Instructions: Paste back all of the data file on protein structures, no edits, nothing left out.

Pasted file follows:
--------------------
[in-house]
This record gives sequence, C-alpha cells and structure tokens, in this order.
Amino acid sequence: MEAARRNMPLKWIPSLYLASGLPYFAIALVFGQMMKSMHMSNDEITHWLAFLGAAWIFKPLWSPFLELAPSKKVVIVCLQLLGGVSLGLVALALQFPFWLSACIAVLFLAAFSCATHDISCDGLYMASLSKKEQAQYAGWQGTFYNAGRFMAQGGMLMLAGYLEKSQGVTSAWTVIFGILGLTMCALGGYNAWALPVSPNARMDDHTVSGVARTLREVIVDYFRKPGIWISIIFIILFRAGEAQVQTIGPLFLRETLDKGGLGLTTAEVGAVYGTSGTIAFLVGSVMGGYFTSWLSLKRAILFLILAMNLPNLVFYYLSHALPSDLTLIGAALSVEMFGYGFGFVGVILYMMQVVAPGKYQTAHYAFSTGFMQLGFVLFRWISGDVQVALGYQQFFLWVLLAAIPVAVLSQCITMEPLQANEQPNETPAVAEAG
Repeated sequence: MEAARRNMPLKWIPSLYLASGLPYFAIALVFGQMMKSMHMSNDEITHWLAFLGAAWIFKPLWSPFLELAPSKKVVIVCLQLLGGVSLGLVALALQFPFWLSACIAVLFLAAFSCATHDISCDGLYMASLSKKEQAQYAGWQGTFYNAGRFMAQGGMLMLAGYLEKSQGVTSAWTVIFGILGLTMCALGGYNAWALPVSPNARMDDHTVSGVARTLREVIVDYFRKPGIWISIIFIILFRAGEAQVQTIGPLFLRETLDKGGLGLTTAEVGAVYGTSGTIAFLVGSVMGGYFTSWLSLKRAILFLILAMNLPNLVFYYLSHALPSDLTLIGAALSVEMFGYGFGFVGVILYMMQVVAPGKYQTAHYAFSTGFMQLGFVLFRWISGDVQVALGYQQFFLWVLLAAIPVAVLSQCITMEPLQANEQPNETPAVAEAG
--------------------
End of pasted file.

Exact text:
[in-house]
This record gives sequence, C-alpha cells and structure tokens, in this order.
Amino acid sequence: MEAARRNMPLKWIPSLYLASGLPYFAIALVFGQMMKSMHMSNDEITHWLAFLGAAWIFKPLWSPFLELAPSKKVVIVCLQLLGGVSLGLVALALQFPFWLSACIAVLFLAAFSCATHDISCDGLYMASLSKKEQAQYAGWQGTFYNAGRFMAQGGMLMLAGYLEKSQGVTSAWTVIFGILGLTMCALGGYNAWALPVSPNARMDDHTVSGVARTLREVIVDYFRKPGIWISIIFIILFRAGEAQVQTIGPLFLRETLDKGGLGLTTAEVGAVYGTSGTIAFLVGSVMGGYFTSWLSLKRAILFLILAMNLPNLVFYYLSHALPSDLTLIGAALSVEMFGYGFGFVGVILYMMQVVAPGKYQTAHYAFSTGFMQLGFVLFRWISGDVQVALGYQQFFLWVLLAAIPVAVLSQCITMEPLQANEQPNETPAVAEAG
Repeated sequence: MEAARRNMPLKWIPSLYLASGLPYFAIALVFGQMMKSMHMSNDEITHWLAFLGAAWIFKPLWSPFLELAPSKKVVIVCLQLLGGVSLGLVALALQFPFWLSACIAVLFLAAFSCATHDISCDGLYMASLSKKEQAQYAGWQGTFYNAGRFMAQGGMLMLAGYLEKSQGVTSAWTVIFGILGLTMCALGGYNAWALPVSPNARMDDHTVSGVARTLREVIVDYFRKPGIWISIIFIILFRAGEAQVQTIGPLFLRETLDKGGLGLTTAEVGAVYGTSGTIAFLVGSVMGGYFTSWLSLKRAILFLILAMNLPNLVFYYLSHALPSDLTLIGAALSVEMFGYGFGFVGVILYMMQVVAPGKYQTAHYAFSTGFMQLGFVLFRWISGDVQVALGYQQFFLWVLLAAIPVAVLSQCITMEPLQANEQPNETPAVAEAG